While it is the case that ex post analysis faces disadvantages posed by the fact that the damages amount may change as new data becomes available,[ix] in the case of new/unestablished business, the post-incident data and available internal benchmarks may constitute the most viable approach to demonstrating lost profits damages.  Because new businesses lack historical data, other methodological approaches are, most likely, not viable.  In fact, the lack of historical financial performance data render the principles of the before and after approach and the market share approach typically not applicable.  Moreover, if management’s abilities are not proven by performance in alternative or parallel business endeavors, the forecast approach may be subject to significant scrutiny and effective cross-examination.  In breach of contract claims, for example, by new businesses, a contract does not imply guaranteed success of a new enterprise.

Because of the timing characteristics of the legal process, the involvement of the economic damages expert typically occurs at a date that is likely years removed from the date of the disputed incident.  Given the lag between the incident and the timing of economic damages expert’s retention and analysis, the economic damages expert (regardless of whether the expert is retained by the plaintiff or by the defendant) can often take full advantage of the additional data available post-incident in demonstrating or disproving lost profits damages to a new business. 

Similarly to any other situations in which economic damages are estimated, the reliability of the damages model and corresponding results hinges upon the quality of the data.  The more reliable and the closer the data is to the specific circumstances analyzed, the higher the chances of constructing an economic damages estimate that can be defensible and withstand cross-examination.  Lack of post-incident data on the activities of a new/unestablished business plaintiff can be effectively used by an opposing economic damages expert to disprove the reliability of the damages estimate on the grounds that the lack of data would unavoidably result in assumptions that may be unduly speculative.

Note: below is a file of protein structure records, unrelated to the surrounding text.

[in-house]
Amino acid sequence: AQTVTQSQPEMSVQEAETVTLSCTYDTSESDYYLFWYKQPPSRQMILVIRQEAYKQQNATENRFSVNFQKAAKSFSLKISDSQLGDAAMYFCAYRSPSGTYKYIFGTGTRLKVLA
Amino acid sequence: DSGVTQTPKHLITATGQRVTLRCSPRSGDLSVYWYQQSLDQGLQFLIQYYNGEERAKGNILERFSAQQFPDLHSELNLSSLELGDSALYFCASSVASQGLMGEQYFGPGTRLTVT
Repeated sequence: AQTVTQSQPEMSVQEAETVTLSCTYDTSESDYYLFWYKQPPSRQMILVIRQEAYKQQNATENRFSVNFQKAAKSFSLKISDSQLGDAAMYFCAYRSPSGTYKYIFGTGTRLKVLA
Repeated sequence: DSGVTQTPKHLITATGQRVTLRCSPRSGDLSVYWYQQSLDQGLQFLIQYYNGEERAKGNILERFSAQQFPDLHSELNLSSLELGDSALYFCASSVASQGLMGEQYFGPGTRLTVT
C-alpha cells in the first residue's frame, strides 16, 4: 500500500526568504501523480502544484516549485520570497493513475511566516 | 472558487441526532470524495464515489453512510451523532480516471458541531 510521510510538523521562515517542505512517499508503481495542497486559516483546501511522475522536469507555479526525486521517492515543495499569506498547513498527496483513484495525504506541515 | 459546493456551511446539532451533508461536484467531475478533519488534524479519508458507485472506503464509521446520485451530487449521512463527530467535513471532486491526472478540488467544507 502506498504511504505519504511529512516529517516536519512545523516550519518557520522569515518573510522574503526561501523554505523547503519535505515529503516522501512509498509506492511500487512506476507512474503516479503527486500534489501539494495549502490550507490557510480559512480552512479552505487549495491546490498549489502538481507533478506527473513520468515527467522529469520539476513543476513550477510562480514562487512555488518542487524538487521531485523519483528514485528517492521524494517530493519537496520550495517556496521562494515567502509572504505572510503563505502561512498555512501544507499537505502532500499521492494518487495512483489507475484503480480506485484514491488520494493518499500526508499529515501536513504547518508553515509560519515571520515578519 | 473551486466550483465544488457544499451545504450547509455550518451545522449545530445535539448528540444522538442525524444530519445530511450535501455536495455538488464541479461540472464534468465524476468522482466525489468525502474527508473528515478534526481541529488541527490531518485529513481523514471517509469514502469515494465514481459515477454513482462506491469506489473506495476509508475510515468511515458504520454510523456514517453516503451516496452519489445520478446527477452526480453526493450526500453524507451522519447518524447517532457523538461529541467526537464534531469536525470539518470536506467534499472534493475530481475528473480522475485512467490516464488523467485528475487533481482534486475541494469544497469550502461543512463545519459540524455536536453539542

[i] Fannon, Nancy J.: The Comprehensive Guide to Lost Profits and Other Commercial Damages, Third Edition, Volume 1, BVR, 2014; Chapter 12.

[ii] This is also the case for businesses with a long standing history of operations but with relatively new presence in a new business -and possibly unchartered- market segment.  See TAS Distrib. Co. v. Cummings Engine Co. (7th Cir. 2007).

[iii] Fannon, Nancy J.: The Comprehensive Guide to Lost Profits and Other Commercial Damages, Third Edition, Volume 1, BVR, 2014; Chapter 12.

[iv] Weil, Roman L., Daniel G. Lentz & David P. Hoffman, Litigation Services Handbook – The Role of the Financial Expert, Fifth Edition, John Wiley & Sons, Inc., 2012; Chapter 4.

[v] Fannon, Nancy J.: The Comprehensive Guide to Lost Profits and Other Commercial Damages, Third Edition, Volume 1, BVR, 2014; Chapter 12.

[vi] Weil, Roman L., Daniel G. Lentz & David P. Hoffman, Litigation Services Handbook – The Role of the Financial Expert, Fifth Edition, John Wiley & Sons, Inc., 2012; Chapter 4.

[vii] While this assertion by the courts is made in reference to breach of contract matters, the same principle applies to other types of claims with allegations of lost profits.

[viii] For a good discussion on ex post analysis, see Weil & Hoffman.

[ix] Weil, Roman L., Daniel G. Lentz & David P. Hoffman, Litigation Services Handbook – The Role of the Financial Expert, Fifth Edition, John Wiley & Sons, Inc., 2012; Chapter 5.